Mitt Romney’s Gift Tax ZERO is What He’s Likely Hiding (According to Michael Graetz, Professor of Tax Law at Columbia)

Michael Graetz, writing in the New York Times this week, claims to have a pretty good idea what Mitt Romney is hiding about his taxes: he has probably valued the assets he gave to his children at ZERO. Here’s Graetz:

[Valuing assets] at zero for gift tax purposes was common advice given to clients like Mr. Romney in the 1990s and early 2000s.

If detected, undervaluing large gifts to one’s children could provoke large penalties from the I.R.S. These are the kinds of tax penalties that even multinational corporations try to avoid because they fear how the public would react to the adverse publicity that would inevitably follow.

To settle these questions, Mr. Romney should release his gift tax returns, or other documents showing how he valued his transfers to his family’s trust and to his I.R.A., and at least three additional years of income tax returns.

Mitt Romney, of course, won’t do even the minimum that Michael Graetz advises because he is not a decent man. He conned his way into the Republican nomination and he is poised to con his way into the highest office of the land. He clearly holds the electorate in contempt, and if he wins then that contempt (to echo Carl Sagan in another context) will be justified.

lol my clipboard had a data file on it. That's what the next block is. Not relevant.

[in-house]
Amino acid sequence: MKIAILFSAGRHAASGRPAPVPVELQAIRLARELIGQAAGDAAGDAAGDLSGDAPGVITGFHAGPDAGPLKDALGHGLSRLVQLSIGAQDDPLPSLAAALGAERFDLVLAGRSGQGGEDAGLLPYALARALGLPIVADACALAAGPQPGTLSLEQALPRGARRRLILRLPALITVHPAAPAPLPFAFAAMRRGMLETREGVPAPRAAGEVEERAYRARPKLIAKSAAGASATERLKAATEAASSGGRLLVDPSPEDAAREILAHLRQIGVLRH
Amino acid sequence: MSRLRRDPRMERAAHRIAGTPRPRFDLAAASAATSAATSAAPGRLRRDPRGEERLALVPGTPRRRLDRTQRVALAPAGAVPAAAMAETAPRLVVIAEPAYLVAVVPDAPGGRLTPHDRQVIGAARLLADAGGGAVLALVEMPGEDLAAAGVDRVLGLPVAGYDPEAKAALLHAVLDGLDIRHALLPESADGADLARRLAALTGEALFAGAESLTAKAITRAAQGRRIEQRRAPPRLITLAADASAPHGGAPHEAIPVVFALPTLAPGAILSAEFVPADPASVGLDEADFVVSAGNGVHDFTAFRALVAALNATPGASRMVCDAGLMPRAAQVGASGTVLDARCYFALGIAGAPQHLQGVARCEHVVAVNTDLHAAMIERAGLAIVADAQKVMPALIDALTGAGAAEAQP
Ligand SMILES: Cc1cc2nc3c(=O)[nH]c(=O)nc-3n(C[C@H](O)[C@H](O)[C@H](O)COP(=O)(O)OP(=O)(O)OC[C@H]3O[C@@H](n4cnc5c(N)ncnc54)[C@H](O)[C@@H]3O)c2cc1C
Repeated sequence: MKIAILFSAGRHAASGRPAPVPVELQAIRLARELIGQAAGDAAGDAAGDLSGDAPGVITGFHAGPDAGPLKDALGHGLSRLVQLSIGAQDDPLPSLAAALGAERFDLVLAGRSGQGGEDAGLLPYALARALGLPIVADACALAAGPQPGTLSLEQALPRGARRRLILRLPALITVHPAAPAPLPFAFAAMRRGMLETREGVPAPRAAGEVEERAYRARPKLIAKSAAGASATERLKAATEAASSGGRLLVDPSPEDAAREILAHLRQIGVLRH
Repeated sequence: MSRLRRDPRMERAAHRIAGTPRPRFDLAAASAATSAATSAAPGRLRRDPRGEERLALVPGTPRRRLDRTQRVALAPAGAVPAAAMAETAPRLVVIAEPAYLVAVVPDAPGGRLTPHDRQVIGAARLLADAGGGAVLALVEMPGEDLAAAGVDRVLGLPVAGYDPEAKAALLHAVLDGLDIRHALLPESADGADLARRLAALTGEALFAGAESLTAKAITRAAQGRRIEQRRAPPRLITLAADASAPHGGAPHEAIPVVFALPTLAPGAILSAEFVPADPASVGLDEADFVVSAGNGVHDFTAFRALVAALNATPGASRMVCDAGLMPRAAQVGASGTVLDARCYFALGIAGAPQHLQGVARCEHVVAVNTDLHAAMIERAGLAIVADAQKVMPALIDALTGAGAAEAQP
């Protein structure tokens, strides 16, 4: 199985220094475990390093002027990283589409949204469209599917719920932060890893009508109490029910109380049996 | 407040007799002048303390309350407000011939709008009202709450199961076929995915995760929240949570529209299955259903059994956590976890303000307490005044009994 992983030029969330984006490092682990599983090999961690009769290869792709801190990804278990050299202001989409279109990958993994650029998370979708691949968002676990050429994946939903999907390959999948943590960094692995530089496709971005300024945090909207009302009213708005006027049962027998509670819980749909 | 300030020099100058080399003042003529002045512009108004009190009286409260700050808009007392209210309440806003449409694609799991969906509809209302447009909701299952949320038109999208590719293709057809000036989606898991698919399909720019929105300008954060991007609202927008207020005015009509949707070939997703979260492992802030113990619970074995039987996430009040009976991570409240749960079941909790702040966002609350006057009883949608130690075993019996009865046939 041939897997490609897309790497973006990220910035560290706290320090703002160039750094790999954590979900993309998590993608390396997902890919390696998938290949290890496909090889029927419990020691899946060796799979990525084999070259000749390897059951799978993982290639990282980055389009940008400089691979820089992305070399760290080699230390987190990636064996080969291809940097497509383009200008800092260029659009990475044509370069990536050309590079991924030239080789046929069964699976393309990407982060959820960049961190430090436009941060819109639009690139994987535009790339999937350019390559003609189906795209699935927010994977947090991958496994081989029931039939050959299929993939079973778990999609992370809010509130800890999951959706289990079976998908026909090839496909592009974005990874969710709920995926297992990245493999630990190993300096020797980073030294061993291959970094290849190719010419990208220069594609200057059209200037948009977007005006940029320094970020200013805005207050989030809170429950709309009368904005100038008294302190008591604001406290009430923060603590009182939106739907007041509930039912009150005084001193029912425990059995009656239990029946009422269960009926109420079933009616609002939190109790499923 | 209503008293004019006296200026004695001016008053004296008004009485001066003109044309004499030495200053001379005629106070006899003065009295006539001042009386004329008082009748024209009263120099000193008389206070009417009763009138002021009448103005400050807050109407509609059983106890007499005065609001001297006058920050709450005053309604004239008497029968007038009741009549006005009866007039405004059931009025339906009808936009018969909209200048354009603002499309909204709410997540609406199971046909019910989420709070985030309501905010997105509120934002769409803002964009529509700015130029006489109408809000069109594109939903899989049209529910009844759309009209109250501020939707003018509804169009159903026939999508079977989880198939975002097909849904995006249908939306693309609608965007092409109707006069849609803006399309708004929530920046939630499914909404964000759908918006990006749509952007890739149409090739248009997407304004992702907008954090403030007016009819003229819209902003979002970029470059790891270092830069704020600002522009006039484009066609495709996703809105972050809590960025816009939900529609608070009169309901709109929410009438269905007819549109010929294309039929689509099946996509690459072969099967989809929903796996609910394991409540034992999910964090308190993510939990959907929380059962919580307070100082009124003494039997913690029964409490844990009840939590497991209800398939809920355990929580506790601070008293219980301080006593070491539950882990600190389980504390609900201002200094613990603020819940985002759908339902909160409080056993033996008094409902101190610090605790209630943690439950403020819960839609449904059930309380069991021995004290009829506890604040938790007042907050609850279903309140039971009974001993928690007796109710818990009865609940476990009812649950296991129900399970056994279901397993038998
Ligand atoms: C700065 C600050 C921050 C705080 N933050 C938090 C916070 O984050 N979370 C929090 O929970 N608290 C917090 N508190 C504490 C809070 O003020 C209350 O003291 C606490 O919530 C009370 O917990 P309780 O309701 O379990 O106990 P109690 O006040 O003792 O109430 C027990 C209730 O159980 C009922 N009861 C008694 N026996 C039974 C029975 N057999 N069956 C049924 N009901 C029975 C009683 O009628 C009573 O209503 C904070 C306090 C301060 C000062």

He should be nowhere near the presidency. Here’s a bit more from Graetz on Romney’s Individual Retirement Account (I.R.A):

[I]t is quite a trick to turn [I.R.A] contributions that are limited to $30,000 to $50,000 a year into the $20 million to $101 million he now has there.

Actually, it’s no trick at all. One need only lie about the value of the assets you’ve placed in the account and cross your fingers that you’re not audited. This suggests to me that Romney is a gambler. He’s hoping to slip into the American presidency in the same way that he slipped money into his I.R.A and trust accounts: he’s banking that he’ll escape scrutiny just long enough to secure his ends.

Of course, it is the average taxpayer who will make up the tens of millions of dollars Romney has so clearly dodged. And it will be our collective political culture, not Romney, who will ultimately pay for his current conniving and cynicism. Whether Romney wins or loses, the message has already been sent: to come within shouting distance of the highest office in America, one need only lie and finesse shamelessly. One needn’t have a conscience or core values at all, only a will to power. As we speak, some dark soul is absorbing the lesson of Mitt Romney’s candidacy. May Romney himself at least get no further, and, on losing in November, may he be forgotten.

About Santi Tafarella

I teach writing and literature at Antelope Valley College in California.
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